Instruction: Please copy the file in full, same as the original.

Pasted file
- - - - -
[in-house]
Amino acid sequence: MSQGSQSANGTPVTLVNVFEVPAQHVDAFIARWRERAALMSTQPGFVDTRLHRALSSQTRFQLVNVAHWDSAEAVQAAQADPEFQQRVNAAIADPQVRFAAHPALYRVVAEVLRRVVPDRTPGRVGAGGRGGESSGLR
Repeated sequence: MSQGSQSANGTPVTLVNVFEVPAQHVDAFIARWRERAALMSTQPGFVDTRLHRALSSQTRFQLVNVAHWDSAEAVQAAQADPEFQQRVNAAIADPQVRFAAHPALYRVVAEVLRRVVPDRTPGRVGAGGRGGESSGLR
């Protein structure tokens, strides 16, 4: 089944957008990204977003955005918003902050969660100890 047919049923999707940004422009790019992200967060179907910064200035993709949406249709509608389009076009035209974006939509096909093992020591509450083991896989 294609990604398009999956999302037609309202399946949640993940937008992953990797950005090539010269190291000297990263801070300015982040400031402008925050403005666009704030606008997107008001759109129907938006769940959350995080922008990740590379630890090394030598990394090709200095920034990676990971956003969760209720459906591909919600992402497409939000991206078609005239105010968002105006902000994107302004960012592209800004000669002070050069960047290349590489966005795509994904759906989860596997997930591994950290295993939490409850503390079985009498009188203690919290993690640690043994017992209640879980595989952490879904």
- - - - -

[in-house]
Amino acid sequence: MSQGSQSANGTPVTLVNVFEVPAQHVDAFIARWRERAALMSTQPGFVDTRLHRALSSQTRFQLVNVAHWDSAEAVQAAQADPEFQQRVNAAIADPQVRFAAHPALYRVVAEVLRRVVPDRTPGRVGAGGRGGESSGLR
Repeated sequence: MSQGSQSANGTPVTLVNVFEVPAQHVDAFIARWRERAALMSTQPGFVDTRLHRALSSQTRFQLVNVAHWDSAEAVQAAQADPEFQQRVNAAIADPQVRFAAHPALYRVVAEVLRRVVPDRTPGRVGAGGRGGESSGLR
């Protein structure tokens, strides 16, 4: 089944957008990204977003955005918003902050969660100890 047919049923999707940004422009790019992200967060179907910064200035993709949406249709509608389009076009035209974006939509096909093992020591509450083991896989 294609990604398009999956999302037609309202399946949640993940937008992953990797950005090539010269190291000297990263801070300015982040400031402008925050403005666009704030606008997107008001759109129907938006769940959350995080922008990740590379630890090394030598990394090709200095920034990676990971956003969760209720459906591909919600992402497409939000991206078609005239105010968002105006902000994107302004960012592209800004000669002070050069960047290349590489966005795509994904759906989860596997997930591994950290295993939490409850503390079985009498009188203690919290993690640690043994017992209640879980595989952490879904």